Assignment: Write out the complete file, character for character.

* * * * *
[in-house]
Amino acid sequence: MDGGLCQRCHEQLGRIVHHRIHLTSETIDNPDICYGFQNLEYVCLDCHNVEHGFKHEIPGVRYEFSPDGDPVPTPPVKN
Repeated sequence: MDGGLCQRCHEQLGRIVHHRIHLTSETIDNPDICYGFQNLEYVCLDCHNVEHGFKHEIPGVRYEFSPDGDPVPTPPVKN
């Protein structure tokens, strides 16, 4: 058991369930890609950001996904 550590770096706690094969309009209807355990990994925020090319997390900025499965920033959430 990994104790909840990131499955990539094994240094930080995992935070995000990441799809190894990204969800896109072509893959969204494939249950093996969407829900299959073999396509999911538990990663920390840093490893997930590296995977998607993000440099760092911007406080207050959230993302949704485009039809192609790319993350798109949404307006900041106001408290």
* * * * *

[in-house]
Amino acid sequence: MDGGLCQRCHEQLGRIVHHRIHLTSETIDNPDICYGFQNLEYVCLDCHNVEHGFKHEIPGVRYEFSPDGDPVPTPPVKN
Repeated sequence: MDGGLCQRCHEQLGRIVHHRIHLTSETIDNPDICYGFQNLEYVCLDCHNVEHGFKHEIPGVRYEFSPDGDPVPTPPVKN
């Protein structure tokens, strides 16, 4: 058991369930890609950001996904 550590770096706690094969309009209807355990990994925020090319997390900025499965920033959430 990994104790909840990131499955990539094994240094930080995992935070995000990441799809190894990204969800896109072509893959969204494939249950093996969407829900299959073999396509999911538990990663920390840093490893997930590296995977998607993000440099760092911007406080207050959230993302949704485009039809192609790319993350798109949404307006900041106001408290």